In the end I managed to pretty much complete just the essential missions, like getting paid and having my medical records stamped "Not Dead Yet" and couriered over to the Army Hospital. I couldn't complete the Personnel station, allegedly because I wasn't successfully added to some ginormous Army database because the three elves empowered to do this for aging geezer soldiers were on a six-month sabbatical to France. No biggie, since I suspect that one or more of these elves would have converted my orders into a ticket to Kandahar, which is so not on my bucket list. The SRC will no doubt discover this omission about ten days before I'm due to out-process...through the very same SRC. I'll let you know in a couple of years just how that works out!

Tag, You're IT!

And by "IT", I am referring to "Information Technology. So here's a brief anecdote from my efforts to get up and running with my office stuff.

I apparently have to use a separate email system for everyday communication, because the regular system isn't sufficiently awesome or something. So, following a set of vague directions, I called some office in West Nosepick, Virginia, and received the following step by step instructions from a recording:
"To set up your new Outoluck email account, you'll need to send an email to the Outoluck system administrator. In order to do this, you first will need to log in to your Outoluck account, as the automated system administrator is programmed to only accept email generated within the Outoluck domain...."

Needless to say, I don't anticipate sending or receiving many emails anytime soon.

Monday, October 22, 2012

It's Time to Play..."Soldier Ping-Pong"!!!

For those of you who haven't played this ancient and venerable sport, the rules are pretty simple:

1. Take a soldier (in this case, ME) reporting for in-processing;
2. Send him back and forth between different organizations located in opposite ends of the Army post;
3. Repeat until time expires.

Since I am a veteran at this sport, I pretty much knew what to expect when stepping onto the playing field first thing this morning. I have the further advantage of being close to home, with my own transportation and resources. When the game commenced, I played with good humor and ironic enthusiasm, which caused the other players to wield their "virtual ping-pong paddles"rather gently. This resulted in only a brief rally between offices, and I was scheduled for "Game Two" tomorrow morning, leaving me most of the day to get some practice sessions in...Just in case the rules change overnight, which has been known to happen.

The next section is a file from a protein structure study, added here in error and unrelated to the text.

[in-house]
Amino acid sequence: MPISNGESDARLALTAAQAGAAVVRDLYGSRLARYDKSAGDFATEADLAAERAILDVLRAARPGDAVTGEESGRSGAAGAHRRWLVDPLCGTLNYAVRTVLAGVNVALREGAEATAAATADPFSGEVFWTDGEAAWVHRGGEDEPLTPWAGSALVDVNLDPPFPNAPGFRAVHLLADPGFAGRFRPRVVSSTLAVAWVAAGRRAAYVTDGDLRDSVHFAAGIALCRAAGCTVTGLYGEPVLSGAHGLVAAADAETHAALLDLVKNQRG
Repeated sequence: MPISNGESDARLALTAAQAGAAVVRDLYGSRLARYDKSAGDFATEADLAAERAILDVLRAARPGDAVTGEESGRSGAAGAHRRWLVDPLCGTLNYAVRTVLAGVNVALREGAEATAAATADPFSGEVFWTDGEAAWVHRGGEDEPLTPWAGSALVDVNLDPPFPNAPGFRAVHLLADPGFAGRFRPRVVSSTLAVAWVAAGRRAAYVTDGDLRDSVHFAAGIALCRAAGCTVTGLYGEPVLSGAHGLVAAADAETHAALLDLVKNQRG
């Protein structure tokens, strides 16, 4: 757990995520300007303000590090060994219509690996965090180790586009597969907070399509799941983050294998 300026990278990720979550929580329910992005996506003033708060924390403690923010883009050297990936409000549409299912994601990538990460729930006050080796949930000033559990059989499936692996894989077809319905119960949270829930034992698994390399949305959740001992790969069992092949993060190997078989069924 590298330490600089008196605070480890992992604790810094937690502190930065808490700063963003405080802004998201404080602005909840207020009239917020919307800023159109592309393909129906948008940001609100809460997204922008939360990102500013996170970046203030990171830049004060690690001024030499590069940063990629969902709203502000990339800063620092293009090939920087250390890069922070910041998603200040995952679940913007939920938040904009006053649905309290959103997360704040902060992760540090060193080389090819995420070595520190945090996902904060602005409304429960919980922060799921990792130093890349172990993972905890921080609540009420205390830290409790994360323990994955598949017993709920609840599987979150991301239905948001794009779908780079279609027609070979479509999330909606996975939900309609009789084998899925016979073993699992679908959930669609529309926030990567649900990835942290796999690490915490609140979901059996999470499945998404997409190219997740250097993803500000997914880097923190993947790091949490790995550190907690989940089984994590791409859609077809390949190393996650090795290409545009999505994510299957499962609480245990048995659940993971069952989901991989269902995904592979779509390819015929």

(And now you know why they call it, "Military Service"!)

"It's your serve, Army!"

Sunday, October 21, 2012

Here We Go Again!

I reported for active duty this morning. This time it feels a lot different than when my unit was preparing to deploy to CENTCOM-Land. No training on how to identify IEDs, throw frag grenades, drive armored HUMVEEs, escape rolled-over MRAPs this go-round. I'm not missing the infantry squad tactics, nor crawling through field and forest while sporting body armor, kevlar helmet, and rifle. I shall also NOT miss the repeat prospect of experiencing direct and indirect fire. Of course, while this makes my pen name ("The Fighting Leprechaun") somewhat of a misnomer, I'm keeping it.

This stint, which should be my very last extended active service (barring some incredibly stupid decision to invade some hostile nation), promises to be much more relaxed. The mission is strictly investigative in nature, and the unit to which I am attached seems well-run, with squared-away agents. I also have a very competent, experienced partner, which always improves the long hours spent doing these kinds of investigations.

I expect to post whatever interesting and/or amusing anecdotes arise from my "Last Hurrah" as a soldier...Naturally I will stay within Department of Defense guidelines for military bloggers, so don't expect any juicy bits resembling a script from NCIS!

Thursday, October 4, 2012

Man held as bomb-making facility found in Dublin

Man held as bomb-making facility found in Dublin This is an Irish Times story about the ongoing, violent feud between the gang calling itself "The Real IRA" and various criminal gangs in Dublin. While I was in Dublin last month, drug gangsters murdered one of the "Real IRA" leaders. Our tour guide, who is very dialed-in to this kind of criminal-political conflict, predicted that there would be massive retaliation in short order. He was right. (Yet another benefit to our tour, having access to someone able to add perspective and background to the daily headlines!)